One of the biggest issues I always struggled with when I tried to get sober was remaining humble. I either wanted to completely erase my past and move on, or I had so many regrets that I fell back into the cycle of addiction. I never felt strong enough to look forward. These hangups continuously presented a roadblock for me. I would never deal with them or wait for my feelings of regret to pass. Instead, I would just turn around and go back to doing what I knew. It took a long time to understand that there is no way to magically erase or change your past—that you have to embrace it and use it to move forward.
The Value of Flashbacks
While flashbacks may seem intimidating, they can be extremely helpful when you’re in recovery. When the road to sobriety gets strenuous, I find that looking back to the day before I chose to get sober can be the key to success for me. An important thing to remember is not to dwell on your past to criticize it or feel sad, or to worry about the last mistake you made that was the reason you chose to get sober. Instead, look back in order to see the kind of life that you never want to return to.
I rewind my mind to the past not to torture myself; not to make me feel bad about the poor choices I made, but to refresh in my mind the reasons that I never want to fall into that cycle again. Flashbacks give me a reason to remember that, while I had some good days when I was using, the good days and positive feelings were outweighed by the negative feelings and the bad days when I was sick, dishonest and selfish.
Remembering My Last High
I remember that the summer was winding down into fall, and the weather was starting to get chilly again. I left my bicycle at a friend’s, since I was technically homeless, and had to walk a good ten miles to get where I was going. I took the bus downtown to meet with my dealer, but he never showed, so I had to walk back to meet a different dealer in another area.
Unfortunately, I had missed the bus for the evening schedule, so walking was my only option. The previous day I'd had drugs waiting for me, but had relied on a friend to pick them up for me, and the drugs had magically ‘disappeared.’ It was a shameful walk, in the dark, alone. I wasn’t sure where I was going to sleep that night, since I was out so late. It was nearly too late to call anyone who could offer me a couch as they were all in for the night because they all had to work in the morning. I started to feel chills and sweats; though it had only been a couple of hours since my last high, it felt more like a couple of days. I had visited my parents the previous weekend and stolen the last of their gold jewelry. My next high was going to take the last of my money for the week. I hadn’t eaten for two days, but I had returned some cans I'd found on the corner for a tea from the liquor store.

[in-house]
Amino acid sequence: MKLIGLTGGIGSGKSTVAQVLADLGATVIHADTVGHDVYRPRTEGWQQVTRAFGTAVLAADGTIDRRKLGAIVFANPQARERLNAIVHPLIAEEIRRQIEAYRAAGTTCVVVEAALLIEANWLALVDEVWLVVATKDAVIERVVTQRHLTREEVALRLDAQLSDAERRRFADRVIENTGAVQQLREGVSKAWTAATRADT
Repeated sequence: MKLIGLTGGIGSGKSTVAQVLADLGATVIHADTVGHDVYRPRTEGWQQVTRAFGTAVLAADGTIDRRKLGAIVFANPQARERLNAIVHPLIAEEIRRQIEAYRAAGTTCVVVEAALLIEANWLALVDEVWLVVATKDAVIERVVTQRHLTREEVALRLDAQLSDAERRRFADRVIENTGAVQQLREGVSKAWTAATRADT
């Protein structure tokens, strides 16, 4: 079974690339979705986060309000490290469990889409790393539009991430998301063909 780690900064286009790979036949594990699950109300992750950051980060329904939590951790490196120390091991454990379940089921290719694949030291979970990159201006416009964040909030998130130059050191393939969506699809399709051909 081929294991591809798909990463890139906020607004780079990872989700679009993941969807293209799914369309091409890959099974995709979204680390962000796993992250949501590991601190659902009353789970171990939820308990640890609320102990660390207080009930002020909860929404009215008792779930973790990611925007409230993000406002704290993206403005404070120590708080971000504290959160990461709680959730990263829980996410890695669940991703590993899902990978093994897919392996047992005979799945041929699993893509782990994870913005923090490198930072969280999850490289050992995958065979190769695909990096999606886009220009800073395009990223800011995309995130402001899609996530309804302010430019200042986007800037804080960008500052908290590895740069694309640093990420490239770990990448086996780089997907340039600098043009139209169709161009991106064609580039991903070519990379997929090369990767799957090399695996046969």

The long walks through town always gave me a chance to reflect on the things I had done, and also on the things I had lost. A short time before, I would have been working on the third shift at my old job, with my car in the parking lot and an apartment to go home to. I remembered being able to visit my parents every weekend before they became concerned about me taking belongings. Now I was supervised during visits when I decided to show up.
That last cold walk through town was the night that I realized that I was going to die if I didn’t get sober. I was going to die on the streets, and the only way I would stay sober was to leave everything I knew behind and move forward to a new kind of life. It was that night that I got high for the last time and realized that I needed to quit cold turkey and undergo the difficult withdrawal process, or I would never remember the pain that comes with drug use.
Remembering your last high can feel like pure torture, especially when you know that the things you did while you were using are not things you would ever do while sober. It is important to remember where you came from and what you came from. Things can always go back to the way they were, but they don’t have to. As long as we continue to work through our sober recovery programs and stay away from things that are unhealthy for our sobriety, there is nowhere to look but forward. There were a lot of external factors that influenced my choice to get sober, but in the end, it was my personal choice. I was sick and tired of being sick and tired and I finally took positive action.
Though it may seem meaningless to get sober when you’re at the bottom of the bottom, eventually, the only way to go is up. I was fortunate enough to make it to the end of the addiction cycle and get out of it, but I chose to get sober. I never forget where I came from and what I can go back to if I choose to pick up again.